Water quality generally good over summer

21 Apr 2021, 7:14 AM

Investigations show water quality at most popular Northland swim spots – especially those on the coast – met swimming guidelines over summer, with birds and stock a common link to those which didn’t.

The Northland Regional Council carried out hundreds of samples at 58 sites - 16 freshwater sites and 42 coastal – between 07 December last year and 08 March 2021.

Justin Blaikie, chair of the council’s Water and Land Working Party, says the council tests for faecal bacteria, used to gauge the risks of contracting gastrointestinal and other infections while using beaches, rivers and lakes for swimming, water sports and other forms of recreation.

The council had found that in coastal areas 98 percent of the 577 samples taken at 48 sites had complied with the Ministry for the Environment’s Recreational Bathing guidelines; just nine samples (or two percent) failing to comply.

Subsequent microbial source tracking at six different sites had revealed birds as the major source of the coastal faecal contamination.

Councillor Blaikie says non-compliance was higher at freshwater spots with 28 non-compliant samples (12%) of the 234 taken.

“Most of the non-complaint results were ‘one offs’ for some sites, which correlated with a rainfall event 72 hours prior to sampling.”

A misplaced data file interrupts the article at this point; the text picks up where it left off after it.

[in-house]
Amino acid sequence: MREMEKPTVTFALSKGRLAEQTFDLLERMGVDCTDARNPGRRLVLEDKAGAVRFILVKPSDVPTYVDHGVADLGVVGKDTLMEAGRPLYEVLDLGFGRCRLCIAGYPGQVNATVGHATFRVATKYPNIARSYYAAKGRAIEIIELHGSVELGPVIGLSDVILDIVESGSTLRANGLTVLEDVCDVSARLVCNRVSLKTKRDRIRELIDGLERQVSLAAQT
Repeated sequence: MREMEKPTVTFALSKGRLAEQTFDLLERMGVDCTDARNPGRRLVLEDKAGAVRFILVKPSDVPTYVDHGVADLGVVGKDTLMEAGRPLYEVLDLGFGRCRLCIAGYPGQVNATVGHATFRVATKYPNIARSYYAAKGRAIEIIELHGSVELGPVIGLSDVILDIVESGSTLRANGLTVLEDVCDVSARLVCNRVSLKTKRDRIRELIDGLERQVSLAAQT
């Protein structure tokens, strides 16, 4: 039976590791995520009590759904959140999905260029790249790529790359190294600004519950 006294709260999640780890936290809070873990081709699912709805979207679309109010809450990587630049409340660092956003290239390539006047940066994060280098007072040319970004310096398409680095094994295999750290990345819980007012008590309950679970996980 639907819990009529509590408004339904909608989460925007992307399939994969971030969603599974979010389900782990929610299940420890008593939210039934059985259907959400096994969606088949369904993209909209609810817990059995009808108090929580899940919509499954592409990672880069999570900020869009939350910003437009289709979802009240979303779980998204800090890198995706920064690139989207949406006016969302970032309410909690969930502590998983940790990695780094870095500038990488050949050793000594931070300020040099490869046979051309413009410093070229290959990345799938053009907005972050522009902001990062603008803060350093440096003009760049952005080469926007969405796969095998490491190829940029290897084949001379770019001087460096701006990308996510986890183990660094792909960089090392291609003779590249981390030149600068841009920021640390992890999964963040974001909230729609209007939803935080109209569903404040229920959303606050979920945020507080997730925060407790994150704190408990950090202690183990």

However, Victoria River at the DOC Reserve on the north side of the Mangamukas and the Tirohanga Stream at Kawakawa had exceeded guidelines numerous times.

Twenty-eight samples had been taken from 12 different sites for microbial source tracking, which generally identified stock and bird sources as major contributors of any contamination.

“At the Victoria River however, human sources were reported on a number of occasions, but unfortunately were unable to be traced to their source.”

“The full 2020/21 swimming water quality results are still to be finalised, however, weekly monitoring results for all swimming sites can be found on the LAWA website: www.lawa.org.nz/explore-data/swimming

Councillor Blaikie says as usual over summer, results were also regularly forwarded to the Whangarei, Far North and Kaipara District Councils, the Northland District Health Board (DHB) and other interested parties.

“We let the health board and relevant district council know of any results showing elevated bacterial levels, typically within 48 hours, as part of a jointly agreed protocol and it’s their responsibility to undertake follow-up sampling and other action.

That action can include public warnings not to swim or gather shellfish and putting up permanent warning signs at the worst sites.

Councillor Blaikie says yearly results can vary quite considerably, largely due to whether there’s a dry or relatively wet summer.

“Council always advises people not to swim for two or three days after heavy rain, which can carry run-off from land, or if there are warning signs indicating unsafe water.”

“Also a good useful rule of thumb is not to swim if the water looks dirty or murky, smells or has scum on its surface and also look out for, or consider, any potential sources of contamination, both nearby and upstream.”

He says water quality concerns can be reported to council’s freephone 24/7 Environmental Hotline on (0800) 504 639.